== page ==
3D-printed plastic used to patch up this man's skull

After severe head trauma forced doctors to remove part of Etienne Coon-Come Masiringi's skull, a 3D-printed piece of plastic was used to put it back together.

Before the plastic, Etienne Coon-Come Masiringi had to wear a helmet for 10 months to protect exposed brain

A part of Etienne Coon-Come Masiringi's skull was exposed for 10 months before doctors replaced it with some 3D-printed plastic. His hair is now growing back. (Elyse Skura/CBC)

In November 2016, Etienne Coon-Come Masiringi suffered severe head trauma and brain swelling, forcing doctors to remove part of his skull to relieve the pressure.

And when he finally woke up in a hospital bed, he couldn't recall what brought him there.

Coon-Come Masiringi had been growing dreadlocks for three years before his injury. Doctors had to shave them off to remove part of his skull. (Submitted)

"I just remember being very confused, and a little bit angry, because not only was a piece of my skull missing but also I had dreadlocks before, and the dreadlocks were gone," he told CBC Radio's Ottawa Morning earlier this week.

Accounts vary about what happened the night he was injured. Doctors told Coon-Come Masiringi he fell from a balcony, but later on he was told he'd been assaulted. 

He, meanwhile, thinks he hurt himself during a psychotic episode after losing his student internship. He said he has an undiagnosed mental illness triggered by high-stress situations.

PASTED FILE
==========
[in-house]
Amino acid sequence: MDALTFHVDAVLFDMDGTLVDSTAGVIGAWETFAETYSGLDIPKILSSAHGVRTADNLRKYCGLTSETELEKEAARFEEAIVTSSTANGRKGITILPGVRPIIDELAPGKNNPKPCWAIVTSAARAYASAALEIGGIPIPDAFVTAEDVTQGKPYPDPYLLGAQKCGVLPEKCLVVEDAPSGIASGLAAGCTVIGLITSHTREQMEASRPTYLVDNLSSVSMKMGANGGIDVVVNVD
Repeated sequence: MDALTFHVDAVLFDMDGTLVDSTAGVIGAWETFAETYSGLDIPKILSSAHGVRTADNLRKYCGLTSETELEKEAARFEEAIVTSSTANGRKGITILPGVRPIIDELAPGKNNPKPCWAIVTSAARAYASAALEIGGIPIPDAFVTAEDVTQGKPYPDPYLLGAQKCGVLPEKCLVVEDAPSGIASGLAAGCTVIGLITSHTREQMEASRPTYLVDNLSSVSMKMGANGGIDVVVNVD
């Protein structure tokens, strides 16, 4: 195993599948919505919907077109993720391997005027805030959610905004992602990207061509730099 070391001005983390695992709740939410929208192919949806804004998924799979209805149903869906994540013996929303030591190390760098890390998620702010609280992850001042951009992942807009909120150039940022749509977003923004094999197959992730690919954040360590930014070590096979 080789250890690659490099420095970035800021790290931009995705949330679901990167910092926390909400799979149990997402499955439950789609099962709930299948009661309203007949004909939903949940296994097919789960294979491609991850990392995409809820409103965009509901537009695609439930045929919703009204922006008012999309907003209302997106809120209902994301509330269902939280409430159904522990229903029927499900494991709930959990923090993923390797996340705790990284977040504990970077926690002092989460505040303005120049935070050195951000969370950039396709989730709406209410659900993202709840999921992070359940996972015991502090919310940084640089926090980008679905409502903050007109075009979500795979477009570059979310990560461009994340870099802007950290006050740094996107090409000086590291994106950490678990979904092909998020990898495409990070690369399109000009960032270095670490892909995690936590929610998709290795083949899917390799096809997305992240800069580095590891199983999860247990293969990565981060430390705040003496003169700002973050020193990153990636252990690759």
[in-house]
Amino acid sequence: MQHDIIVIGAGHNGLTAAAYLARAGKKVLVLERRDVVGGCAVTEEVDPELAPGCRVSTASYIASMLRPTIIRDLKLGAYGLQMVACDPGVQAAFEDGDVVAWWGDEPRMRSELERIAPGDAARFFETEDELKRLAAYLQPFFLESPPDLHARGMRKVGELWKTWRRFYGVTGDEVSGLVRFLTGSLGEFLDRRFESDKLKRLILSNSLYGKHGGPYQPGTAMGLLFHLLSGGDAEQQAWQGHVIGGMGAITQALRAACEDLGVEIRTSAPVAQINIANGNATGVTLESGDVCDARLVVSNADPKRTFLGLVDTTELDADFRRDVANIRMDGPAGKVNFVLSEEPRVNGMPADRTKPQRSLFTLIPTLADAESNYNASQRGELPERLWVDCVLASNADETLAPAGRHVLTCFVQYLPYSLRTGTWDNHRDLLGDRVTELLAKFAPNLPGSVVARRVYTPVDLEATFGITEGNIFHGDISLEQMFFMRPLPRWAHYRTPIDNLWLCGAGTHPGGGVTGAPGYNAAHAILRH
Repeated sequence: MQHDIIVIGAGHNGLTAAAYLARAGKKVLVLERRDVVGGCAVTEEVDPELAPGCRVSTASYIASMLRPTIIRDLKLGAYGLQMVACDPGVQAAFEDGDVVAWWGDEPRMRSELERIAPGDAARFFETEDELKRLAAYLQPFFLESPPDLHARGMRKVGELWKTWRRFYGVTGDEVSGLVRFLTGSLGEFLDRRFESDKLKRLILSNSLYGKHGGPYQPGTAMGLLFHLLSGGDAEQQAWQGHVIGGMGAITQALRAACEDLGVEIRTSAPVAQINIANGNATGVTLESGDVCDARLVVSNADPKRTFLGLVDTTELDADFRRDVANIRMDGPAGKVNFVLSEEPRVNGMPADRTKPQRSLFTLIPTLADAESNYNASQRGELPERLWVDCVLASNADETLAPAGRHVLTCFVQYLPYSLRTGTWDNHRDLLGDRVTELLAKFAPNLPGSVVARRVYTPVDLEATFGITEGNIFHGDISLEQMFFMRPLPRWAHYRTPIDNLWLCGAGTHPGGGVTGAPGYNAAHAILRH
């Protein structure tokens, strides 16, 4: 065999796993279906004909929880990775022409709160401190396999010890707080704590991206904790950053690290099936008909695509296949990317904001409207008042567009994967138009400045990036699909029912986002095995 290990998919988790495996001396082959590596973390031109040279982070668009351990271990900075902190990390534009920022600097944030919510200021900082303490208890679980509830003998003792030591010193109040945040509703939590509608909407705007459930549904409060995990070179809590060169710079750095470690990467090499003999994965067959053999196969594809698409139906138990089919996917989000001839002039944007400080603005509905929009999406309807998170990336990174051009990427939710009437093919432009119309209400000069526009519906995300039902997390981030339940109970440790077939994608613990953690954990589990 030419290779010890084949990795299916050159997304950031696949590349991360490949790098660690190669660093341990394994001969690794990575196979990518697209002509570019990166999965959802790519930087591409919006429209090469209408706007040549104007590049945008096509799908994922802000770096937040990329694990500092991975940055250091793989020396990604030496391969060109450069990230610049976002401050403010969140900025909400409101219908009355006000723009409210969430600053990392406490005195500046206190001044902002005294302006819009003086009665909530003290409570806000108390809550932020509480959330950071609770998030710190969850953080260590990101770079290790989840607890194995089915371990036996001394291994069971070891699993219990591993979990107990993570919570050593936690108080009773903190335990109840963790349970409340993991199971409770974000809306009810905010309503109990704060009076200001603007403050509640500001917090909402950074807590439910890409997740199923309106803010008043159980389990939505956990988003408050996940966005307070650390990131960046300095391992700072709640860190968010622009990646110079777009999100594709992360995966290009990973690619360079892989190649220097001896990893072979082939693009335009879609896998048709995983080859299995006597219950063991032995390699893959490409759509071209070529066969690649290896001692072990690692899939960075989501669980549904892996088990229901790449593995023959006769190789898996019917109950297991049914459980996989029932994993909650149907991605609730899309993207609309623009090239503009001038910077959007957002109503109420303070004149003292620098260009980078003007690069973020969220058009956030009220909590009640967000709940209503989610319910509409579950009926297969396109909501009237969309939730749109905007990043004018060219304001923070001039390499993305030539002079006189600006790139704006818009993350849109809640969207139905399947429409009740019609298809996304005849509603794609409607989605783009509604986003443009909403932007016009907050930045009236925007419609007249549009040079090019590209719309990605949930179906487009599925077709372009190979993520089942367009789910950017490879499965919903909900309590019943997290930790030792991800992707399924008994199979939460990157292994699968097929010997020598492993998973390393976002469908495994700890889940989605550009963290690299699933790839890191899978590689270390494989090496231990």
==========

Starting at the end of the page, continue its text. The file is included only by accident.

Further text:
Coon-Come Masiringi may never know what actually happened that night.

Dark moments

After the piece of skull was removed, he had to protect his exposed brain by wearing a helmet while standing, even after he left the hospital.

He felt self-conscious about it, and found it difficult to relax in public.

"Having that helmet, it was just a constant reminder of what happened that night," he said. "There were some dark moments where I was depressed and just not in a good mood."

It continued for 10 months, until doctors were able to replace the missing piece of his skull with a 3D-printed piece of plastic.

He said it's helped he put the incident behind him.

'Feels a little bit different'

His skin grew back on top of the 3D printed piece, and with it his hair.

"Sure it feels a little bit different than the rest of your skull, but other than that it looks exactly the way it did before the injury," he said.

Hair and skin soon started forming over the 3D-printed fragment of plastic attached to Coon-Come Masiringi's skull. (Sumbitted)

"Physically I feel just top shape, and I'm looking forward to the future."

Coon-Come Masiringi will return to Carleton University next week, where he is starting his third year studing social work. He also is volunteering at the Ottawa Hospital, taking inspiration from the volunteers who helped him through his recovery.

But what he looks forward to most is the return of the dreadlocks that originally took him three years to grow. He's been re-growing his hair for about eight months.

"I'm just in the beginning stages but I will get to my destination."

CBC Radio's Ottawa Morning